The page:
Not sure about a repellant other than just being diligent about cleaning it. But this works great to clean moldy bathtubs: Mix a paste together of baking soda and bleach. If shit is really nasty, put it on super thick and then cover with plastic wrap to keep it on there for a longer time without drying out. After a while rinse it off and then let it dry completely before re-caulking.


You posted a link to that thing of Facebook a while back. I used it and it did remove the mold, but unfortunately it also pulled some of the caulk. Anyway, I tried Tilex mold and mildew repellent product and it works really well for removing mold. So I'm going to use it next time before I recaulk.

Save the bottle and fill it with 50/50 bleach and water in the future. It's what's in the bottle minus the scent and the nozzles on those seem to hold up to the bleach better than a regular spray bottle.
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Re: Home repair/maintenance/improvement thread

Postby pwalshj on Wed Jun 14, 2017 1:40 am

W.L.Weller wrote:Image

What's the thread size and pitch for a steam radiator air vent? The bolt pictured is an M10 1.0, which seems to be as close to correct as something can be that's still not correct. Also it doesn't make any sense that a 40-50 year old radiator in New York would have metric anything. The snapped-off nub didn't fit into the 3/8"-24 test sample at Home Despot, and the nub definitely has tighter thread spacing when held up to a 24 tpi bolt.

But the actual thread on the actual replacement air vent (seen here as the snapped-off nub) doesn't really thread in any easier. I did my best to clean up the female threads on the radiator (short of chasing them with the correct size tap) and the replacement air vent threaded in far enough where I don't think it's going to leak. The issue is that the air vent is still sticking far enough out of the radiator where I'm worried it's going to get snapped off like the last 2 have.

I know I'm late to the thread but I'm also in Queens. I started composing a detailed walk-through but realized it would be easier to hit me up when the next heating season starts and I'll pop by and walk you through it. Mad simple. It's likely 1/8" NPT, btw.
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Re: Home repair/maintenance/improvement thread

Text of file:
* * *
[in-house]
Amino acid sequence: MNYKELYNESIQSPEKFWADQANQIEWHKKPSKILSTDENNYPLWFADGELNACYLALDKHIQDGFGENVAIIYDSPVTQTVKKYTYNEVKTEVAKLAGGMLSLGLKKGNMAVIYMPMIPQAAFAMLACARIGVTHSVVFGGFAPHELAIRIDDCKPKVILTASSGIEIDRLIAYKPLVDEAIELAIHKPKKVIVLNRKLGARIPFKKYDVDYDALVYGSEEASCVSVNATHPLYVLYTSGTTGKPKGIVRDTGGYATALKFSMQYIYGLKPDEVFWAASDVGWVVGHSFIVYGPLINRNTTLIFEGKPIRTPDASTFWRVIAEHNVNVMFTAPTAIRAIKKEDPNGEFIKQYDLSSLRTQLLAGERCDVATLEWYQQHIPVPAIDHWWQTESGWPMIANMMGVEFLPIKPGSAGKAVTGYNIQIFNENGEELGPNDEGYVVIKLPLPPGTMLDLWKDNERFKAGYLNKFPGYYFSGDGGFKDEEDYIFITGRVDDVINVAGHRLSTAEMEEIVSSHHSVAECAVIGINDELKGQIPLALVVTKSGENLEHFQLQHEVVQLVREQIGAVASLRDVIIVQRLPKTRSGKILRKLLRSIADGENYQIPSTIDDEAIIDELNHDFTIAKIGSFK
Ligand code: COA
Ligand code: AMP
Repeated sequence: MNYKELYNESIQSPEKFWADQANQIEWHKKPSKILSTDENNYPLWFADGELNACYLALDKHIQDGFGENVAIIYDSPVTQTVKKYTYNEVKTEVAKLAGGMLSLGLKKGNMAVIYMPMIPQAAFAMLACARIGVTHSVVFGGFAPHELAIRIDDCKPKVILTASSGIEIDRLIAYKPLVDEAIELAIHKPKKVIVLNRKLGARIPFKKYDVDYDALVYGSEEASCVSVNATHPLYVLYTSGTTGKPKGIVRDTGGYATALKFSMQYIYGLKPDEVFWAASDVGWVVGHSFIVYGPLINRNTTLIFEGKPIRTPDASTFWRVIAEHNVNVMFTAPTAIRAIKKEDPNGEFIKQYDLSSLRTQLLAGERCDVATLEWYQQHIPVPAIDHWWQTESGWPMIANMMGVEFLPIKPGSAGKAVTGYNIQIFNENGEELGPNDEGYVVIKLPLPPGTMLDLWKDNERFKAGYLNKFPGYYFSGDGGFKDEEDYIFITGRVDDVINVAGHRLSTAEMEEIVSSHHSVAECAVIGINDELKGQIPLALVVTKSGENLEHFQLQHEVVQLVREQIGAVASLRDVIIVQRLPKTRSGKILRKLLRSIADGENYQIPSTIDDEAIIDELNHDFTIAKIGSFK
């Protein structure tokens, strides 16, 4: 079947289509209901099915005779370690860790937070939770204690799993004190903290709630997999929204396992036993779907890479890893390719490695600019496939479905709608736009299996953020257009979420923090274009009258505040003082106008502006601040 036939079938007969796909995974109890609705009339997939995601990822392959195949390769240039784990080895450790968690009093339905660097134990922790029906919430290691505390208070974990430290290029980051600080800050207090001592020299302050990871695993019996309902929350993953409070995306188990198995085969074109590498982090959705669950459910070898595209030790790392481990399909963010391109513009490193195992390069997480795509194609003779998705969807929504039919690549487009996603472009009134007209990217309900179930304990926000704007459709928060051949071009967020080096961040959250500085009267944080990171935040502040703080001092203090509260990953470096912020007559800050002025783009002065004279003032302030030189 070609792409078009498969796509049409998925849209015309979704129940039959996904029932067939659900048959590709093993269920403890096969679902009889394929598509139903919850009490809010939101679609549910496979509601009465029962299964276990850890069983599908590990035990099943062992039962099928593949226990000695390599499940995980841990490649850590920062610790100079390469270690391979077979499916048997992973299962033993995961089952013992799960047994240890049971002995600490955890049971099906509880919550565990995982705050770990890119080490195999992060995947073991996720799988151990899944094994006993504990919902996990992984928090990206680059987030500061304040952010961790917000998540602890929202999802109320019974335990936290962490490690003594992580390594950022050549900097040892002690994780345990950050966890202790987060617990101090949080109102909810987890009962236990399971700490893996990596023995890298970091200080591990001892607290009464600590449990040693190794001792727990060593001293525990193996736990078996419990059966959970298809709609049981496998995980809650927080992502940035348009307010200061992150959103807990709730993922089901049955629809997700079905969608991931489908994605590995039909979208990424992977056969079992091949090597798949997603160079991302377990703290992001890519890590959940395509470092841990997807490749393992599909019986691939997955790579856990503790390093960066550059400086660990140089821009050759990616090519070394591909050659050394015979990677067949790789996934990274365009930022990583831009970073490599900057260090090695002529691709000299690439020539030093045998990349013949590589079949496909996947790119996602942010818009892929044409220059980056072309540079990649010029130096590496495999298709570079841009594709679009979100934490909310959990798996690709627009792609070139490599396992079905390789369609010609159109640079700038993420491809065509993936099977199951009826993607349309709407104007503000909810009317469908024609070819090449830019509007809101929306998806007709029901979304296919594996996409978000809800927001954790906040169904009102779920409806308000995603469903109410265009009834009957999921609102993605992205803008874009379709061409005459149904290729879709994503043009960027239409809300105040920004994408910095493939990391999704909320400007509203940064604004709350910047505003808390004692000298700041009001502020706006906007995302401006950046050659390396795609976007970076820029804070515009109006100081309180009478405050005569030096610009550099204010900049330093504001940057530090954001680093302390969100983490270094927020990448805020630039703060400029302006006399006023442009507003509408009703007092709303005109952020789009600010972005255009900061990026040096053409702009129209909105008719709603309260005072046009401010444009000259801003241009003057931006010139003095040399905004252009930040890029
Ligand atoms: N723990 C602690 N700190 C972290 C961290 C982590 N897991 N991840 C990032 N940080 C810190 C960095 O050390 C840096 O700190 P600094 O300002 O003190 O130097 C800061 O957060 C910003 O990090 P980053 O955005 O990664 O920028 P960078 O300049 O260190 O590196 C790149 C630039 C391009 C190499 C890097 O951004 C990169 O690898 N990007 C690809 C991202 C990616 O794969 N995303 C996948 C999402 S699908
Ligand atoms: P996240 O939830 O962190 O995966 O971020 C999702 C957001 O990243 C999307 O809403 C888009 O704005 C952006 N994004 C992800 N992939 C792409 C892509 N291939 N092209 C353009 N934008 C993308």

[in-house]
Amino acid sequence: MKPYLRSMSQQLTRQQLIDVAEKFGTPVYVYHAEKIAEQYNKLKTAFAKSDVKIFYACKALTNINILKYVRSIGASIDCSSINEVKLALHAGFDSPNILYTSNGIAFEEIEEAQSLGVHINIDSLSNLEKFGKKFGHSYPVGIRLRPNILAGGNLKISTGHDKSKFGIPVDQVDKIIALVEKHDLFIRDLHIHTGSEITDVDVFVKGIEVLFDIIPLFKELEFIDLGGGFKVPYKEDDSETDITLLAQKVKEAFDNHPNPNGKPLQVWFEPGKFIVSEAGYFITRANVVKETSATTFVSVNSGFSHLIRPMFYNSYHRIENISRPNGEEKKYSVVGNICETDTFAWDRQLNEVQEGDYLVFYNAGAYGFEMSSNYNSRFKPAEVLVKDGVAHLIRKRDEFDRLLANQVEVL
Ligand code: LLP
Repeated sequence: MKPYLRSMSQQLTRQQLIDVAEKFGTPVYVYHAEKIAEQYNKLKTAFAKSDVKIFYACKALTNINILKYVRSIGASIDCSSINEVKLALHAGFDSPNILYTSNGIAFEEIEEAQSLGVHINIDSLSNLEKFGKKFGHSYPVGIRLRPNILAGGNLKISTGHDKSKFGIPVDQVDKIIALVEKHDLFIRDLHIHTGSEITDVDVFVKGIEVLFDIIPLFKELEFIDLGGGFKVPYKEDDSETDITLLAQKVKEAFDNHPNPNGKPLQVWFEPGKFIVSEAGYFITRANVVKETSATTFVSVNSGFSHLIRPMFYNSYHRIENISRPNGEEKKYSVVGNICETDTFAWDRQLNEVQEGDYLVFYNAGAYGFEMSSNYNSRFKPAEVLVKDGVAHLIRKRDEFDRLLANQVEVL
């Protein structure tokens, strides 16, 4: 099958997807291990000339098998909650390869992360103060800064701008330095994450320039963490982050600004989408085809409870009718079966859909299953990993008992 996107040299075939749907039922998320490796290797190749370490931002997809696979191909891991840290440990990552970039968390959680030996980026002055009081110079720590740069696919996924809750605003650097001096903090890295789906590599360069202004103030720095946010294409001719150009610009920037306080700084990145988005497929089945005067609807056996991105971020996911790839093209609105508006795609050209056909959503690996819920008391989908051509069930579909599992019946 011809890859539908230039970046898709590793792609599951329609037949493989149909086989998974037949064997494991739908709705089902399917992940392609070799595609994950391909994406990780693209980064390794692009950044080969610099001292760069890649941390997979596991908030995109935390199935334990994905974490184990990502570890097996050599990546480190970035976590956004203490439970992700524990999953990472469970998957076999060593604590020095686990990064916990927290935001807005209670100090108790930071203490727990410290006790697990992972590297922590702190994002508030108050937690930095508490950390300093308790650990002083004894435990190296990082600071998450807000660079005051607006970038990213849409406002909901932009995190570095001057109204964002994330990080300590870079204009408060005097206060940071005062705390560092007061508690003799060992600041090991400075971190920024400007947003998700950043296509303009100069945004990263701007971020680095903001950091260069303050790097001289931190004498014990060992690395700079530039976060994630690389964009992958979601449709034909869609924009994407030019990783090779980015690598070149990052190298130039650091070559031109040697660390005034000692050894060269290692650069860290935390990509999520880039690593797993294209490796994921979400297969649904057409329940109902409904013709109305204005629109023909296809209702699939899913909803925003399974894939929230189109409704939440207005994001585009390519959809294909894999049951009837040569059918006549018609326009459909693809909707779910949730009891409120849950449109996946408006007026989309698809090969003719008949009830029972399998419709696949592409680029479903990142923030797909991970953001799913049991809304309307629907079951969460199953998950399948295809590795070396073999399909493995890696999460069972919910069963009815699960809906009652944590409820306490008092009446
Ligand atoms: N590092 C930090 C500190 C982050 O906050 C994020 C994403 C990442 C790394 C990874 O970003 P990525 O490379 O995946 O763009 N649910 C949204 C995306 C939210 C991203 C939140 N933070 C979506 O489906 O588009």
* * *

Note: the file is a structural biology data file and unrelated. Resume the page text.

Postby total_douche on Wed Jun 14, 2017 2:00 am

I've had about as much of smelly carpets as I can take, so in the near-future I'm going to be nuking the carpets in my living room and hallway, and replacing them with something better (which is, presumably, anything but). Do any of you have experience with laminate flooring in humid climates? It's looking like the best compromise for me, but I'm worried about how well it'll handle Minnesota, since running the air conditioning all summer is out of the question (it costs way too much). Maybe I should just use linoleum...
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Re: Home repair/maintenance/improvement thread

Postby elisha wiesner on Wed Jun 14, 2017 10:02 am

They make laminate flooring designed for high humidity areas like basements. It's called HPL. Seems to work well.
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Re: Home repair/maintenance/improvement thread

Postby tmoneygetpaid on Wed Jun 14, 2017 11:58 am

total_douche wrote:I've had about as much of smelly carpets as I can take, so in the near-future I'm going to be nuking the carpets in my living room and hallway, and replacing them with something better (which is, presumably, anything but). Do any of you have experience with laminate flooring in humid climates? It's looking like the best compromise for me, but I'm worried about how well it'll handle Minnesota, since running the air conditioning all summer is out of the question (it costs way too much). Maybe I should just use linoleum...


We put down vinyl plank flooring in our basement kitchen area. Easy to install, doesn't need anything under it if the floor is even remotely level, decently cheap, and has a 50-year warranty. We've rolled a fridge over it abusively a number of times when we were doing work and it doesn't show any scrapes or anything. Recommended.
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Re: Home repair/maintenance/improvement thread

Postby Janeway on Thu Jun 15, 2017 11:55 pm

^in the meantime, sprinkle a little baby powder scattered on the carpet and when you vaccuum it up it kinda freshens the carpet air and it only sets you back a dollar. once a week should do it.
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Re: Home repair/maintenance/improvement thread

Postby Janeway on Thu Jun 15, 2017 11:59 pm

^this is by no means a long term solution, but if you want that smell out of that carpet that's how to do it. and it's only a dollar.
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Re: Home repair/maintenance/improvement thread

Postby Tommy on Fri Jun 16, 2017 12:26 pm

total_douche wrote:I've had about as much of smelly carpets as I can take, so in the near-future I'm going to be nuking the carpets in my living room and hallway, and replacing them with something better (which is, presumably, anything but). Do any of you have experience with laminate flooring in humid climates? It's looking like the best compromise for me, but I'm worried about how well it'll handle Minnesota, since running the air conditioning all summer is out of the question (it costs way too much). Maybe I should just use linoleum...


Laminate flooring sucks. So much suck. Just a few years in and we've got a couple of gaps in every room from humidity shifts. This is on first and second floors. Spill water on it? Forget about it. The edges swell. Unless there is some super durable high-end shit, I wouldn't recommend it.